Wednesday, 9 April 2014

The Quiz Show Firings

We lied to you because it meant better ratings for our sponsor. That’s basically what producers of the ‘50s scandalised quiz shows said to their viewers.

“How could you do this to us?” is how viewers collectively reacted. Quickly, the quiz shows were cancelled. Even quicker, politicians took advantage of the scandal to put on their own big shows with a grand jury and a congressional hearing.

The scandal seems to have tarnished everyone associated with the rigged programmes. Who knew the fix was in and who didn’t? Caught in the middle were the hosts of the shows, who suddenly found themselves pariahs after their games were taken off the air. At least for a time. Even Jack Barry was able to resurrect his game show career, and partnered again with ex co-producer Dan Enright, the man responsible for making “Twenty One” as phoney as a twenty-one dollar bill.

This wire service story is self-explanatory and appeared in newspapers on December 13, 1959, about six weeks after Charles Van Doren’s sudden confession to a U.S. Congressional committee that he had been a willing party to deceive viewers of “Twenty One.”

Those TV Quizmasters
Where Have They Gone?

EDITOR’S NOTE: During the recent television rigging scandals, quiz shows almost overnight went from ask to axed. And so did the glib, glamorous quizmasters. How are they faring today? An Associated Press writer tracks them down for their unrehearsed replies.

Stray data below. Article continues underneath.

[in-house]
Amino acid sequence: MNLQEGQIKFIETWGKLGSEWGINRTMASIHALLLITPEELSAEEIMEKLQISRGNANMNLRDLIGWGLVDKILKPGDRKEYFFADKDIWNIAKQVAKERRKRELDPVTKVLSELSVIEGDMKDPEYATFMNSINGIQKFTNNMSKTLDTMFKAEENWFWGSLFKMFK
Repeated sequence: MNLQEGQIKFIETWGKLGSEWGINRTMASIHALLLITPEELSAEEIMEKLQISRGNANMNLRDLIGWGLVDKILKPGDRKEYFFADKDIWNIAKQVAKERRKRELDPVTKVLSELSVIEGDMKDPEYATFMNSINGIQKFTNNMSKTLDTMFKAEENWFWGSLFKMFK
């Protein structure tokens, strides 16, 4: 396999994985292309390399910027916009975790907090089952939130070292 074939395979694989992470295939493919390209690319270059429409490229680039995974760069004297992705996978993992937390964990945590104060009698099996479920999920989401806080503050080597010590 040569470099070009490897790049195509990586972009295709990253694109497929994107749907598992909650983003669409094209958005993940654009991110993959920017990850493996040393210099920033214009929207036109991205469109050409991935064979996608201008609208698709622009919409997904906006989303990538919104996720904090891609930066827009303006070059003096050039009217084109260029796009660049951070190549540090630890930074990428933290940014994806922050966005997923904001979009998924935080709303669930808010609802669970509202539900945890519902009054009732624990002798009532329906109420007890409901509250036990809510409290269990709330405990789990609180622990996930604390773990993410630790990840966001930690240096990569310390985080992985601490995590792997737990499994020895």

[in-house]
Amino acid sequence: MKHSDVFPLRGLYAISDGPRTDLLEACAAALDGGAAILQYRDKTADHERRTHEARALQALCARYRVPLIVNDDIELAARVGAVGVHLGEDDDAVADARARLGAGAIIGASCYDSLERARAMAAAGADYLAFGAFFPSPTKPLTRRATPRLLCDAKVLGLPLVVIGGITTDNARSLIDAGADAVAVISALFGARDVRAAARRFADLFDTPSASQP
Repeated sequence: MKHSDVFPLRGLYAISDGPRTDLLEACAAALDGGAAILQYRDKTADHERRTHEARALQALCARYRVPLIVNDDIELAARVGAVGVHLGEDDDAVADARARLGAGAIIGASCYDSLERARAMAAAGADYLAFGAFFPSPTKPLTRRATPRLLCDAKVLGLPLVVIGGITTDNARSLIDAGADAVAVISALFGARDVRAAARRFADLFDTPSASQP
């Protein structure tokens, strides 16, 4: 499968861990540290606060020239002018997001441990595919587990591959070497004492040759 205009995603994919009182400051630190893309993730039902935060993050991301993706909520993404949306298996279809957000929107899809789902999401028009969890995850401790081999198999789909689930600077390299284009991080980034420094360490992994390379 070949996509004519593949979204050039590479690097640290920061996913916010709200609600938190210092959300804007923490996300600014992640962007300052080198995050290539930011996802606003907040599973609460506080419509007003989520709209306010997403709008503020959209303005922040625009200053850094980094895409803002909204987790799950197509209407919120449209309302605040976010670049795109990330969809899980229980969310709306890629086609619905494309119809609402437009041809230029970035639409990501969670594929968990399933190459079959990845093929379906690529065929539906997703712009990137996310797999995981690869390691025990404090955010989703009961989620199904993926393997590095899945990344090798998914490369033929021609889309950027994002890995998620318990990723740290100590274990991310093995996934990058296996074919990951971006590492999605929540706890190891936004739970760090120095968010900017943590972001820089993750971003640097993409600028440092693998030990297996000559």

Associated Press Writer
New York—Where have they gone and what are they doing now, those bright, ebullient and efficient quizmasters who posed the questions, rang the bells and gentled down the presumably nervous contestants?
There are just about as many answers as there are quondam quizmasters.
Jack Barry, late of Twenty-One, is dividing his time among several enterprises in which he has financial interests, particularly a company concerned with “scented advertising.” He is executive vice-president.
“We’re interested in impregnating newspapers, magazines, even plastic bags with scent,” explains Barry, “and in the general use of aroma as another advertising medium.”
He was out all summer in stock with a new comedy of which he was both producer and star. He expects to continue working in nightclubs. “I’m off the air—television—at the moment as a performer,” says Barry. “I’ve had 20 years as an emcee, and I’m off because there are no inquiries about me. But I expect to be back in TV—sometime.”